Different from the NCAA March Madness, the results of one round of contests will have no impact on the following round nor on the prizes to be collected by the winners. Each week the winners of all matches get a monetary prize per sales associate.

c. Performance metric

The performance metric we are suggesting is percentage increase in number of transactions (tickets) with respect to the same period of the prior year. In the case of a tie, we will use the percentage growth in number of pair of shoes sold as a tie breaker. If the tie subsists there will be a coin toss to decide the winner, or a second tiebreaker measure.

The use of a growth metric has the advantage of facilitating comparisons across stores. Thus, a larger store could be competing with a smaller store, but it will still have to increase its effort by a amount similar to the small store to achieve the same performance. This helps to equalize the stores’ abilities across different sizes.

The number of transactions is related to and should be correlated with dollar sales and should focus the associates’ attention on closing the transaction, not so much on the number of items or the value of the items in the transaction. This could help with customer satisfaction if customers feel pressured to buy more or more expensive items. However, it has the disadvantage of being manipulable by the store associates who could, for example, transform a single sale of two items in two sales of one item. We could turn this disadvantage into a benefit because it will allow us to understand under what circumstances the store associates are more likely to manipulate this metric.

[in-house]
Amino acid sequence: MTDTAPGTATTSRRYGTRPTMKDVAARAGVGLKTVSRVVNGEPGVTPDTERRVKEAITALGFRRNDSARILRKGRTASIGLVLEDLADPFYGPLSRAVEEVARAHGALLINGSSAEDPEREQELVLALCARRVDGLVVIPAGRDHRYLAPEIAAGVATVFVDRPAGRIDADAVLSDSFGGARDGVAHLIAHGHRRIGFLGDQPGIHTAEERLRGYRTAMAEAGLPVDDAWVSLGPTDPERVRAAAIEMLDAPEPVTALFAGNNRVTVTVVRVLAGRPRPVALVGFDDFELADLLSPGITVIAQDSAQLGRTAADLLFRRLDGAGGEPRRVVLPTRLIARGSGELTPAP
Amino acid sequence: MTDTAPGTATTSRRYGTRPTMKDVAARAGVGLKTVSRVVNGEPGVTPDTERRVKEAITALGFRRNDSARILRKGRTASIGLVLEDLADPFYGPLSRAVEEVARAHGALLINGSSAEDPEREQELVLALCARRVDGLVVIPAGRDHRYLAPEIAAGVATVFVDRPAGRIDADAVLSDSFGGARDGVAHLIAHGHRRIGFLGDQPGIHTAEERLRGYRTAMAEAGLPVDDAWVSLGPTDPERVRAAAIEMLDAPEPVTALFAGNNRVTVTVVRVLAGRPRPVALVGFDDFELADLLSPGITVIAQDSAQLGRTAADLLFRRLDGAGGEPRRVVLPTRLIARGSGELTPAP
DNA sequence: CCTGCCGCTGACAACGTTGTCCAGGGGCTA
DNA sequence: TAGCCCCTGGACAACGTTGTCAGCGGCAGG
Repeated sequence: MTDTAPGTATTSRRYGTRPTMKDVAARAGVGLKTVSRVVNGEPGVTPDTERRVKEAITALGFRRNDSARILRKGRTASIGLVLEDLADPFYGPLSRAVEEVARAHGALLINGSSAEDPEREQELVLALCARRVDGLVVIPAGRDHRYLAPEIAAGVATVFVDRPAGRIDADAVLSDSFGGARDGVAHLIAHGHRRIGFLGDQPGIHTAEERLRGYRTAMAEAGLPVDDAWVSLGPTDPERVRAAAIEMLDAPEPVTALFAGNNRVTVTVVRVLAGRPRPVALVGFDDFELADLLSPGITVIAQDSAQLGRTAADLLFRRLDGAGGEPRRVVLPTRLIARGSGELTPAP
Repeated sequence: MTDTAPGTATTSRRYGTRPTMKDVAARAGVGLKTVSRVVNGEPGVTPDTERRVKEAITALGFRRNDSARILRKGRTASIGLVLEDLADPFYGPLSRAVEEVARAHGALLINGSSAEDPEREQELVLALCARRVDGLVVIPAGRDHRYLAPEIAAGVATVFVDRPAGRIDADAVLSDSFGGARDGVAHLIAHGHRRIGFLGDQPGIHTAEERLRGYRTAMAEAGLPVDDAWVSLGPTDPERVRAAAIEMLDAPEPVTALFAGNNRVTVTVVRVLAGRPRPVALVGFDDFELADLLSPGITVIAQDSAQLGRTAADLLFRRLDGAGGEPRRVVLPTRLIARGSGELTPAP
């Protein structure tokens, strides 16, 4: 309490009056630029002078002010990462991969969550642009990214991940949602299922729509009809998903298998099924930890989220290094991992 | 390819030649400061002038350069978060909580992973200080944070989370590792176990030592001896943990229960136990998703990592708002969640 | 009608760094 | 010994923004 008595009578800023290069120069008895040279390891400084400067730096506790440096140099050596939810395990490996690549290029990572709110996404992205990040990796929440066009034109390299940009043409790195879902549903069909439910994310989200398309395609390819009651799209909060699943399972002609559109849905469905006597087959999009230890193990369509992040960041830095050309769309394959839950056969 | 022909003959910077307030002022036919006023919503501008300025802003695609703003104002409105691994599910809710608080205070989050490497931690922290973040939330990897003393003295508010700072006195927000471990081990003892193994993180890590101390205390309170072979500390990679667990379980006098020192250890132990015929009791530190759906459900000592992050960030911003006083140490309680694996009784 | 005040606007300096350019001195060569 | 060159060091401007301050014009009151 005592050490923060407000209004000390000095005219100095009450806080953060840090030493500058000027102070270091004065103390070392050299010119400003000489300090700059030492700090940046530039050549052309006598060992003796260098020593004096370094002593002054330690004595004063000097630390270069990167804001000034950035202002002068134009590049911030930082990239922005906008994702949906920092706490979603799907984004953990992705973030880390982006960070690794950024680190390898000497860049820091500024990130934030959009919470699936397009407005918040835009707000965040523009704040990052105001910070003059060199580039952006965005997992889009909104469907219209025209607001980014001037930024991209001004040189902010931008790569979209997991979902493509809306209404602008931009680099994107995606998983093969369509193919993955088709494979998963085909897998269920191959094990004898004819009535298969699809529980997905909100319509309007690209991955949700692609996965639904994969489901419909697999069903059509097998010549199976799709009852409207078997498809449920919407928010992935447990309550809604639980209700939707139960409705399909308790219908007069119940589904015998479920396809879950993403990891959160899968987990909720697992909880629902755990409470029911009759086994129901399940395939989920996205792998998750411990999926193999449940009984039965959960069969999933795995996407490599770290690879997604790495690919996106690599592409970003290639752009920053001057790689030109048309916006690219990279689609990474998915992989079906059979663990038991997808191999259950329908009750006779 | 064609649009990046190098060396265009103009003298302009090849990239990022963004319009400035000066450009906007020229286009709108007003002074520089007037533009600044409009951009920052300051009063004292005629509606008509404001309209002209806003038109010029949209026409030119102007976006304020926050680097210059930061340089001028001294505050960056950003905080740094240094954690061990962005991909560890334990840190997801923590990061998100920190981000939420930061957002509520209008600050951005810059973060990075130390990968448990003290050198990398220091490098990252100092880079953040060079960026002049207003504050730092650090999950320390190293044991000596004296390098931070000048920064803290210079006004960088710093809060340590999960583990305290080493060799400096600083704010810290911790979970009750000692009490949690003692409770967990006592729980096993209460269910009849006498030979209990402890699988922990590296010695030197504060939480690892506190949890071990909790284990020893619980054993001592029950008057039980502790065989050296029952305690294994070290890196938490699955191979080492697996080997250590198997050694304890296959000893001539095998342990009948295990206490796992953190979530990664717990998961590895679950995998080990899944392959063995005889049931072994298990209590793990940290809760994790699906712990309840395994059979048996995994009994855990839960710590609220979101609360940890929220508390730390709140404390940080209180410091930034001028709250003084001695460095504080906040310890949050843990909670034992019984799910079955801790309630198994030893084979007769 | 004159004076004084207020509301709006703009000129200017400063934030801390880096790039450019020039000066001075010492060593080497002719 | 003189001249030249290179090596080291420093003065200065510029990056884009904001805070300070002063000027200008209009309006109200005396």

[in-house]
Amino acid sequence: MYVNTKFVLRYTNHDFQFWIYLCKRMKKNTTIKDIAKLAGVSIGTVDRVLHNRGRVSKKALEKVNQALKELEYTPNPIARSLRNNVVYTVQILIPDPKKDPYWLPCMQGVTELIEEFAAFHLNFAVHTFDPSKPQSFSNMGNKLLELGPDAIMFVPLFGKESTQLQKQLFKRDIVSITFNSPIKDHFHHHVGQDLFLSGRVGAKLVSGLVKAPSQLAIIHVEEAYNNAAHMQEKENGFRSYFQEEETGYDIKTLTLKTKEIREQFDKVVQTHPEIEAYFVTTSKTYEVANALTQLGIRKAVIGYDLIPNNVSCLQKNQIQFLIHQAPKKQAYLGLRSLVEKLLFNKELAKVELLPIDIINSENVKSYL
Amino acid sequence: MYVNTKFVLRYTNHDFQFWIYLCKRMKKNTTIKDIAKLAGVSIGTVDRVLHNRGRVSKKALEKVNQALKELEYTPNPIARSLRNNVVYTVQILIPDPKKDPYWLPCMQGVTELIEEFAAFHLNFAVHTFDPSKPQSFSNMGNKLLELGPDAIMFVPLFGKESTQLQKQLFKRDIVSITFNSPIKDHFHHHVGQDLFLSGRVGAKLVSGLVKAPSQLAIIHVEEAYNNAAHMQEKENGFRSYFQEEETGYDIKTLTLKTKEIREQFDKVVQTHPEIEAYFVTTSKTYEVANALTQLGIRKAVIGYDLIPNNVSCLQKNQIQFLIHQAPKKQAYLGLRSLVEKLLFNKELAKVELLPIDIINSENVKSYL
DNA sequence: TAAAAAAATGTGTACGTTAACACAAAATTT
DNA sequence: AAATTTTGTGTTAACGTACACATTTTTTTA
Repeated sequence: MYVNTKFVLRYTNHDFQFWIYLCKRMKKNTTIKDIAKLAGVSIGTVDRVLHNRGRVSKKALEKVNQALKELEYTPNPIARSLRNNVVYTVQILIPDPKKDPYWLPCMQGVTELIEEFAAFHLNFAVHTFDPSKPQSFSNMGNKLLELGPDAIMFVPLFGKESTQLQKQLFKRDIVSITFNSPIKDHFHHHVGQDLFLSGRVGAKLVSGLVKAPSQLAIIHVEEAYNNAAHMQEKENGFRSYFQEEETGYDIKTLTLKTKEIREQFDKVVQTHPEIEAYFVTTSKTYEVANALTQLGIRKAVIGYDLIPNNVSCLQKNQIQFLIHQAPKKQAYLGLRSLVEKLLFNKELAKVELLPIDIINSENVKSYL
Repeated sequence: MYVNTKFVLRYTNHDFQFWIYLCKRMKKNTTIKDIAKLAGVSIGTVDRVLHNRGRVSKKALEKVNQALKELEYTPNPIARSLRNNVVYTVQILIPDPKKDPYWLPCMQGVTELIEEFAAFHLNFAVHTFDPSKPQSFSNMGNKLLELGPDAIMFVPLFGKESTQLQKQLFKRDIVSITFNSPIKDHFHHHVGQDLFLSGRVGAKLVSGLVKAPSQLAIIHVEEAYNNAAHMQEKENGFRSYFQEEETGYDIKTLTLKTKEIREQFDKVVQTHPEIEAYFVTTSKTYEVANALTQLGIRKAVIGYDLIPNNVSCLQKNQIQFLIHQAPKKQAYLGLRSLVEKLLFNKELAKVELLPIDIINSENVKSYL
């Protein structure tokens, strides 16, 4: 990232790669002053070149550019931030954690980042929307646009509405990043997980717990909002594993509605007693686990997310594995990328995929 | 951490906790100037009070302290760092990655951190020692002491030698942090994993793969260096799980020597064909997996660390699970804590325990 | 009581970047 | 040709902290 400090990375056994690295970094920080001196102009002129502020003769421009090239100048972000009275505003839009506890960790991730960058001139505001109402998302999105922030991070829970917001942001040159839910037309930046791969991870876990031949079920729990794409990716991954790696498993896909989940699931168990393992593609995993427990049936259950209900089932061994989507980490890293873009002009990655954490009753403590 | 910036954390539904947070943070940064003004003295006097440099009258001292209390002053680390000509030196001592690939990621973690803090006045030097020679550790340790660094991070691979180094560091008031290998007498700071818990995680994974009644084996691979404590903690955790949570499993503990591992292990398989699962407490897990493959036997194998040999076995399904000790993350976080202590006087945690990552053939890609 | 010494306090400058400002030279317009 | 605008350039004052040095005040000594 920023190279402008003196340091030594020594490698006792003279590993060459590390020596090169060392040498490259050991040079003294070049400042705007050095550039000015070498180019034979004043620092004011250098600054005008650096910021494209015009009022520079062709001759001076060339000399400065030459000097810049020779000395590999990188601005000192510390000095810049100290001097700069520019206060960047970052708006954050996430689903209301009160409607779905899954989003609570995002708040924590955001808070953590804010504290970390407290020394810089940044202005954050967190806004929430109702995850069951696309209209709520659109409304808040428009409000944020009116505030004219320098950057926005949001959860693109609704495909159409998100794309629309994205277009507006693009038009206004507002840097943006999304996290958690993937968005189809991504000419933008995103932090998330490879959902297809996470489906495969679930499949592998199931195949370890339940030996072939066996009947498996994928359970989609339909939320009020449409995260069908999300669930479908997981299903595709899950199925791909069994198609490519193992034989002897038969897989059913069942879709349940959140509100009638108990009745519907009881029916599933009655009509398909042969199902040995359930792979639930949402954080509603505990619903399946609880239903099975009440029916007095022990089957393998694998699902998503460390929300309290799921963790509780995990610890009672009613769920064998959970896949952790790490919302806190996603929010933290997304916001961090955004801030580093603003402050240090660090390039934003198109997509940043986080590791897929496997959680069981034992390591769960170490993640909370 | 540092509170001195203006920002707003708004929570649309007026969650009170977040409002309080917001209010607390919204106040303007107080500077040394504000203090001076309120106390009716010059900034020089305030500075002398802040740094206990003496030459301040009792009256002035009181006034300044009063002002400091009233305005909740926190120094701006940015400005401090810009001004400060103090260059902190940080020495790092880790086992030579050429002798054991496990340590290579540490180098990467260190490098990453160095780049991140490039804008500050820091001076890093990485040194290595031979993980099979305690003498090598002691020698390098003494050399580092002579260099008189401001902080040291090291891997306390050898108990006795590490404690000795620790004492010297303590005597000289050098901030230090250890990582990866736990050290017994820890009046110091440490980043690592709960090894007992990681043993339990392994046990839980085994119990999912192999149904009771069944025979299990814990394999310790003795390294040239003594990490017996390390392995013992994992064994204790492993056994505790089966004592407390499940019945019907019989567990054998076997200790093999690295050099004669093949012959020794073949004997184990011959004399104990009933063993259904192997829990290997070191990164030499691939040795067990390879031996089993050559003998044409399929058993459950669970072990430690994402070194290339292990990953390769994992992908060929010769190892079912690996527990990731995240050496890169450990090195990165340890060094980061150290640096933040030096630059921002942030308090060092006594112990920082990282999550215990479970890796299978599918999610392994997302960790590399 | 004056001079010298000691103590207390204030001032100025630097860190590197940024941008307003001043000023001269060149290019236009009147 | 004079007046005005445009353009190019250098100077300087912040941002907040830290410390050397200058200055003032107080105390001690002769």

For the base period to calculate the percentage growth in number of sales transactions we will use the exact same tournament period in 2022. This means that for the First Round we will use Thursday, March 17 to Sunday, March 20, 2022; for the Sweet Sixteen: Thursday, March 24 to Sunday, March 27, 2022; and for the Final Four: Saturday, April 2 to Monday, April 4, 2022.
Randomization Method
We will have the regions assigned to treatments using the synthetic control method described in Abadie, A., & Zhao, J. (2021). Synthetic Controls for Experimental Design (Unpublished Working Paper).
Then we will pair stores randomizing within two blocks in each region. The blocks will be formed classifying the stores by the type of product offering (fashion vs. sport). The randomization will be done in the office by a computer.
Randomization Unit
We will assign regions to treatments (full information and restricted information) using the synthetic control method.
We will pair stores in tournaments using a randomized routine that blocks stores by product
Was the treatment clustered?

Experiment Characteristics

Sample size: planned number of clusters
About 800 stores.
Sample size: planned number of observations
About 10,000 employees.
Sample size (or number of clusters) by treatment arms
About 300 stores in the limited information treatment and 500 stores in the full information treatment.
Minimum detectable effect size for main outcomes (accounting for sample design and clustering)

Institutional Review Boards (IRBs)

IRB Name
Testing incentive schemes in a retail setting
IRB Approval Date
IRB Approval Number
Analysis Plan

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Post Trial Information

Study Withdrawal

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Is the intervention completed?
Data Collection Complete
Data Publication

Data Publication

Is public data available?

Program Files

Program Files
Reports, Papers & Other Materials

Relevant Paper(s)

Reports & Other Materials